Finally waking up

 

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Category: Trinidad Society 16 Sep 07

 

Even to the most casual observer, this country is baffling. The markers point everywhere and no-where.

 

Just when the Ryder Scott report reminded us that energy will one day roll over and die; just when you thought the rate of murders is insane; just when you felt despair over the 15 per cent raise in Cepep salaries —and you went around saying, “I wish the government would just give Cepep ‘workers’ the money instead of the damaging mind-numbing, sheep creating, practice of ‘make-work’ and make it mandatory that in exchange for the ‘salary’ they enrol in an institution to learn a skill so we wouldn’t have to import labourers, health workers, people from just about every trade from China, India, Jamaica, Cuba, Africa;”—just when you wondered which team of pseudo economists were advising the government; just when you wondered in this season of plenty about the “protesting” workers from just about every government entity and don’t want to think of their multiplied wrath when the recession hits and they are laid off; just when you thought the noise about rising food prices would die down; just when you thought you’d heard everything, the chairman of the opposition UNC says he will fight to the death for the right of Cepep workers; just when you think this government has no opposition and we are in for a rule of the maximum leader for decade, you think it can’t get worse, it does.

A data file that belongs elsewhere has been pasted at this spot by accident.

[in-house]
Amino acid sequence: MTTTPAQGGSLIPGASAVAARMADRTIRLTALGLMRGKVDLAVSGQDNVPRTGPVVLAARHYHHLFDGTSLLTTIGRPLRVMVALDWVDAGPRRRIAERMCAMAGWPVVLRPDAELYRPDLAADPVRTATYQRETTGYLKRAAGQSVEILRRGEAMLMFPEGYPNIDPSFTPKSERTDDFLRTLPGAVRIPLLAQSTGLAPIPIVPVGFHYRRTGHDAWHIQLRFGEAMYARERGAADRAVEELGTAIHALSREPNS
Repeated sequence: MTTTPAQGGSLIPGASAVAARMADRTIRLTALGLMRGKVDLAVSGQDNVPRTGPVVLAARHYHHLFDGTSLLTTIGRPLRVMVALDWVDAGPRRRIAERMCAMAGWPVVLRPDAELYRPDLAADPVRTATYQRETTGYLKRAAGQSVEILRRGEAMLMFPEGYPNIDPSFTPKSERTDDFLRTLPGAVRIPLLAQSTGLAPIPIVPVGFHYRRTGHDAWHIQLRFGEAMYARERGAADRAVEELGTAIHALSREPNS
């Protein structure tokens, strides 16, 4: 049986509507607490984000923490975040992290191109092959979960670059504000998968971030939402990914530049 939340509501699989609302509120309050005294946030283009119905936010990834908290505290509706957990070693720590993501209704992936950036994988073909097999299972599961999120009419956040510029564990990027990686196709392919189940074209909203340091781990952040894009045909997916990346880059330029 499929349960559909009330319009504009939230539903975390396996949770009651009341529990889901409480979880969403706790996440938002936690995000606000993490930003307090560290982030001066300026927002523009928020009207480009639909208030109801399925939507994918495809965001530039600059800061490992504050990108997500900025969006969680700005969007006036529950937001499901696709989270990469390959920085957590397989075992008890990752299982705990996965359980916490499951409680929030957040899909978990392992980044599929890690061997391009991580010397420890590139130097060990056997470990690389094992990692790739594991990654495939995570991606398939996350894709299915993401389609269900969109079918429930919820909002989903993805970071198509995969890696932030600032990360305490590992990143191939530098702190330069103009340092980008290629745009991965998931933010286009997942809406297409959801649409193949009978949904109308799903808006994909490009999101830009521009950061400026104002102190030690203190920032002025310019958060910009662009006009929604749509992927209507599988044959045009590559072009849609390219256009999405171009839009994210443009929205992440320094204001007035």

You examine the 2006 UNDP development index and find Trinidad and Tobago embarrassingly low on the scale, the talk of Vision 2020 a hollow parody of who we actually are.

 

Drugged people

Norway, an oil-producing country, is the most developed. Barbados comes in proudly at 31, topping all developing counties. T&T, bafflingly, the second richest country in the Caribbean lumbers in at 57.

 

How does Barbados consistently beat us in the race for first world status?

 

They have no oil …just sea, sand and service.

 

The index is based on people’s life expectancy, combined enrolled ratio for primary, secondary and tertiary schools, GDP per capita, an adult literacy rate and education index.

 

Shocking then that our average citizen is poorer, sicker and less literate than Barbados. The languishing patients outside hospitals are a direct result of the low percentage of the GDP we spend on health.

 

T&T is one of the few countries that offers no adult literacy rate. No figures available. Only 67 per cent of our people enrol in schools and universities.

 

It doesn’t look good.

The other countries who beat us in the race for first world status after Barbados are, in order, Malta, Kuwait, Brunei Darussalam, Hungary, Argentina, Poland, Chile, Bahrain, Estonia, Lithuania, Slovakia, Uruguay, Croatia, Latvia, Qatar, Seychelles, Costa Rica, United Arab Emirates, Cuba, (socialism works) St Kitts and Nevis (why exactly is St Kitts ahead of us?) Bahamas, Mexico, Bulgaria, Tonga and Oman. Trinidad and Tobago lumbers in at a pathetic number 51. The figures show that our life expectancy at birth of 69.8 years is lower than that of dozens of countries beneath us in the Human Development Index such as the Jamaicans who, at number 104, are expected to live longer (70.7) than us.

 

Just when you reach a point when you want to put your head in your hands and bawl you get a sense of buoyancy. There is no-where to go but up. People care again. People are talking issues—crime, healthcare, inflation, education, agriculture and draft constitutions that encourage a more vigorous democracy.

 

Perhaps we, the drugged sheep, people are finally waking up.  

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All Articles Copyright Ira Mathur